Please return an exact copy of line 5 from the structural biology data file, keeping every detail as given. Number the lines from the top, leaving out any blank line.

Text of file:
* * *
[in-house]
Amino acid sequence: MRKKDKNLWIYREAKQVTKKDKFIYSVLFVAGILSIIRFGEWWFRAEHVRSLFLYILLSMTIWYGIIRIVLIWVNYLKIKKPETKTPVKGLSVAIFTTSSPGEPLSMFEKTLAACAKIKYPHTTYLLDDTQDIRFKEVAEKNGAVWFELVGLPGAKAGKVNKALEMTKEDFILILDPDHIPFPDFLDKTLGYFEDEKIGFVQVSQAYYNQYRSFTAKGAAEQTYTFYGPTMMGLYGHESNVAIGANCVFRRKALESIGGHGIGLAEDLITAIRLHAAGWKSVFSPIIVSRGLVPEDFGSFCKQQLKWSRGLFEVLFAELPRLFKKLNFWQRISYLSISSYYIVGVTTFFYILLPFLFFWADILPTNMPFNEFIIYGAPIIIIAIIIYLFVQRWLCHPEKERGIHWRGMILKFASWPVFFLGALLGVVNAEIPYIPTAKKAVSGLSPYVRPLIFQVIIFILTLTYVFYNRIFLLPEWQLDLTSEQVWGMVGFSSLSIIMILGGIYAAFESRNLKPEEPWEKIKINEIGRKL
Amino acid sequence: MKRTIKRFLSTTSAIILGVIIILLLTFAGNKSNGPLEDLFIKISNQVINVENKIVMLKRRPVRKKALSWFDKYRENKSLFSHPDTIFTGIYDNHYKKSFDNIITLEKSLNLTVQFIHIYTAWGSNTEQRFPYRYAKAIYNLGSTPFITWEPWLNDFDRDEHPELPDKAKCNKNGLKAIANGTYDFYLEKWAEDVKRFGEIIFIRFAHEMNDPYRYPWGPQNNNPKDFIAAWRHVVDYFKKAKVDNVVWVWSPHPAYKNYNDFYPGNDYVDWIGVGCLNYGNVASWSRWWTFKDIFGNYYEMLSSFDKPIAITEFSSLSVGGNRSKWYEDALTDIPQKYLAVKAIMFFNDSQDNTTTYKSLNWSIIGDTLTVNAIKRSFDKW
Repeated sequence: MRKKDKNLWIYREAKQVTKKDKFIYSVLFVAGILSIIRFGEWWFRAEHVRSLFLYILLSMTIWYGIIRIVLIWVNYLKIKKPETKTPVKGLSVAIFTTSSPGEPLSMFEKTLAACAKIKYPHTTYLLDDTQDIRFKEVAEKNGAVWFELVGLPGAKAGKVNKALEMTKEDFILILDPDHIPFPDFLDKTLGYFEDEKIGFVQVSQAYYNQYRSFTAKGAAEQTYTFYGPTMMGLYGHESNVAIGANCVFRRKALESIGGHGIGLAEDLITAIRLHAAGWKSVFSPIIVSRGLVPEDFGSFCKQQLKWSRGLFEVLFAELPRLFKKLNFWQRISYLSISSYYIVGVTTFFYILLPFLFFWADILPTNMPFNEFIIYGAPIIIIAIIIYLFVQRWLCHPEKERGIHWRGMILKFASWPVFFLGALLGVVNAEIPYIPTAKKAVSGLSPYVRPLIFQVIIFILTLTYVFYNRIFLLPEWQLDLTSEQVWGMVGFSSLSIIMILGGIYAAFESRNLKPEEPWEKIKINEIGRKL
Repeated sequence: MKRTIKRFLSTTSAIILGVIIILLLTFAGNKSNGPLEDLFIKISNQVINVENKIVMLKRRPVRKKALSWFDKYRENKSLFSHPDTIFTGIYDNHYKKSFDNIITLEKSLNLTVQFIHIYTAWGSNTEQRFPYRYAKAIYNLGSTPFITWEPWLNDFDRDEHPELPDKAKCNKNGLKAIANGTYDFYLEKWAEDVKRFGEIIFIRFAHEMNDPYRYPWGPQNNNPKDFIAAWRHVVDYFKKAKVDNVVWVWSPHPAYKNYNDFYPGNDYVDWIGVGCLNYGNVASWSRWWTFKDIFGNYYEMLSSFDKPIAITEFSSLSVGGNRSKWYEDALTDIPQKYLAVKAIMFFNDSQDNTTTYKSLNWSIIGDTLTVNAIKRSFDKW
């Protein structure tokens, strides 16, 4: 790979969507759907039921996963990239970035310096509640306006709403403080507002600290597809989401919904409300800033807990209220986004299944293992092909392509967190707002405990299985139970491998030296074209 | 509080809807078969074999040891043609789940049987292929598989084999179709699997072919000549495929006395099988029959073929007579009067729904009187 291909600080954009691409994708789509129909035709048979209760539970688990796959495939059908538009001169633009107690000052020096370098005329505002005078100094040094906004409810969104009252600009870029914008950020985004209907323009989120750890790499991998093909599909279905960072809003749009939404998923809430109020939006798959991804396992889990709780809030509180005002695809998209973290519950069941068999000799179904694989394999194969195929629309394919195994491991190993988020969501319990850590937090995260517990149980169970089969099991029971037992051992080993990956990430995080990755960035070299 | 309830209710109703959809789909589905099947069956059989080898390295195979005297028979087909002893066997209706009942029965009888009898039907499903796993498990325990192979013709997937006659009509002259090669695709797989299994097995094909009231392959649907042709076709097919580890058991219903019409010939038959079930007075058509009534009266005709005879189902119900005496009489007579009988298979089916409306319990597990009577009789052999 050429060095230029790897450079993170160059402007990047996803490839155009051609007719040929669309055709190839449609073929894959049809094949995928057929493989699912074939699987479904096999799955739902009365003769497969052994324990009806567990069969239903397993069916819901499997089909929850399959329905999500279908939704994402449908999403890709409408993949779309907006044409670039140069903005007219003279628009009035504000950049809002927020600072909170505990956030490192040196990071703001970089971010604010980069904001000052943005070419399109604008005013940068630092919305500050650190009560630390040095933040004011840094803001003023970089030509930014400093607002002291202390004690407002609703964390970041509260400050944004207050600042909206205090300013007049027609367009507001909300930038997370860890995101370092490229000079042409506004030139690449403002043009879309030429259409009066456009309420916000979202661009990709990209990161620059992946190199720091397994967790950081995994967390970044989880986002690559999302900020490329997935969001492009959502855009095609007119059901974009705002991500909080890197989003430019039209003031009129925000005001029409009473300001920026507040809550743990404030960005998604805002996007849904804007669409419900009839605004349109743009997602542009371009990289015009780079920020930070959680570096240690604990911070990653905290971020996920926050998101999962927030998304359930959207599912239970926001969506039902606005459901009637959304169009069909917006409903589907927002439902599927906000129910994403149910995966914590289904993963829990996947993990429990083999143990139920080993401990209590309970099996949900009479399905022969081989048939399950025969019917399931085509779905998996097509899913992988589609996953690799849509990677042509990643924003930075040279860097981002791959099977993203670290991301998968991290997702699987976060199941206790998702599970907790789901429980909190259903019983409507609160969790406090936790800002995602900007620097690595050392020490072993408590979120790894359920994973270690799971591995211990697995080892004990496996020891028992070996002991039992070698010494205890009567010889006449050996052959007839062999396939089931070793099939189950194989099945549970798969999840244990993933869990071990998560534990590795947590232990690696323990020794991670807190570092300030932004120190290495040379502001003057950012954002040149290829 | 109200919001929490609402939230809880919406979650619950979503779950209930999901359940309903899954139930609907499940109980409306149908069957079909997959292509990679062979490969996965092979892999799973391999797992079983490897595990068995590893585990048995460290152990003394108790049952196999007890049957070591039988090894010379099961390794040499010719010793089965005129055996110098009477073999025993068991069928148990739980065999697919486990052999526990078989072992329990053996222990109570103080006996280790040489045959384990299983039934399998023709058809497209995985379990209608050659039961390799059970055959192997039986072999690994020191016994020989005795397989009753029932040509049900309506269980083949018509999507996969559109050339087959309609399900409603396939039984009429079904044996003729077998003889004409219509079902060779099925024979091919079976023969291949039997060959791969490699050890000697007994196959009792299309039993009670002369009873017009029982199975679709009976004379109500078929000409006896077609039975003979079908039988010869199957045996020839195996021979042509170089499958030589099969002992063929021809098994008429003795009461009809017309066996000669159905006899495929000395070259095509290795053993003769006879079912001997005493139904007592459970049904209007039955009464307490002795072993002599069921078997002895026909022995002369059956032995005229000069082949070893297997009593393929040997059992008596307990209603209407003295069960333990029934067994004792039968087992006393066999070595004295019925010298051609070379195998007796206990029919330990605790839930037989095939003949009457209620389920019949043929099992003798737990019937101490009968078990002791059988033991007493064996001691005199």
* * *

Repeated sequence: MKRTIKRFLSTTSAIILGVIIILLLTFAGNKSNGPLEDLFIKISNQVINVENKIVMLKRRPVRKKALSWFDKYRENKSLFSHPDTIFTGIYDNHYKKSFDNIITLEKSLNLTVQFIHIYTAWGSNTEQRFPYRYAKAIYNLGSTPFITWEPWLNDFDRDEHPELPDKAKCNKNGLKAIANGTYDFYLEKWAEDVKRFGEIIFIRFAHEMNDPYRYPWGPQNNNPKDFIAAWRHVVDYFKKAKVDNVVWVWSPHPAYKNYNDFYPGNDYVDWIGVGCLNYGNVASWSRWWTFKDIFGNYYEMLSSFDKPIAITEFSSLSVGGNRSKWYEDALTDIPQKYLAVKAIMFFNDSQDNTTTYKSLNWSIIGDTLTVNAIKRSFDKW